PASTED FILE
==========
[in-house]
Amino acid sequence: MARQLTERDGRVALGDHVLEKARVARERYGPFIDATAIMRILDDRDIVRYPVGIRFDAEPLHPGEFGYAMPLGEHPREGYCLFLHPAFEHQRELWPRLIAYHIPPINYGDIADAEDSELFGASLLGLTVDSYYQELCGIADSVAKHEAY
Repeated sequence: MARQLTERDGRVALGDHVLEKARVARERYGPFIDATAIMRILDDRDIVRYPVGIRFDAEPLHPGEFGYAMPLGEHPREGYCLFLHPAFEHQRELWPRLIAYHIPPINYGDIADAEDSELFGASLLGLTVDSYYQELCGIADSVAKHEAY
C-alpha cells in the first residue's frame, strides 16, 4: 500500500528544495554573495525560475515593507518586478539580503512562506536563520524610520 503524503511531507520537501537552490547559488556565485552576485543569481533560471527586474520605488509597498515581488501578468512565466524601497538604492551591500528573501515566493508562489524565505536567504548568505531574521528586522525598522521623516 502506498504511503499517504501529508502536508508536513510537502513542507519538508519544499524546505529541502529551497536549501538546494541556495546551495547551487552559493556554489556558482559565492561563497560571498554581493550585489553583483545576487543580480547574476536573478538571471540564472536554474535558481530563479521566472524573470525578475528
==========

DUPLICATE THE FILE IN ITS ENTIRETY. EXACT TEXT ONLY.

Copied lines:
[in-house]
Amino acid sequence: MARQLTERDGRVALGDHVLEKARVARERYGPFIDATAIMRILDDRDIVRYPVGIRFDAEPLHPGEFGYAMPLGEHPREGYCLFLHPAFEHQRELWPRLIAYHIPPINYGDIADAEDSELFGASLLGLTVDSYYQELCGIADSVAKHEAY
Repeated sequence: MARQLTERDGRVALGDHVLEKARVARERYGPFIDATAIMRILDDRDIVRYPVGIRFDAEPLHPGEFGYAMPLGEHPREGYCLFLHPAFEHQRELWPRLIAYHIPPINYGDIADAEDSELFGASLLGLTVDSYYQELCGIADSVAKHEAY
C-alpha cells in the first residue's frame, strides 16, 4: 500500500528544495554573495525560475515593507518586478539580503512562506536563520524610520 503524503511531507520537501537552490547559488556565485552576485543569481533560471527586474520605488509597498515581488501578468512565466524601497538604492551591500528573501515566493508562489524565505536567504548568505531574521528586522525598522521623516 502506498504511503499517504501529508502536508508536513510537502513542507519538508519544499524546505529541502529551497536549501538546494541556495546551495547551487552559493556554489556558482559565492561563497560571498554581493550585489553583483545576487543580480547574476536573478538571471540564472536554474535558481530563479521566472524573470525578475528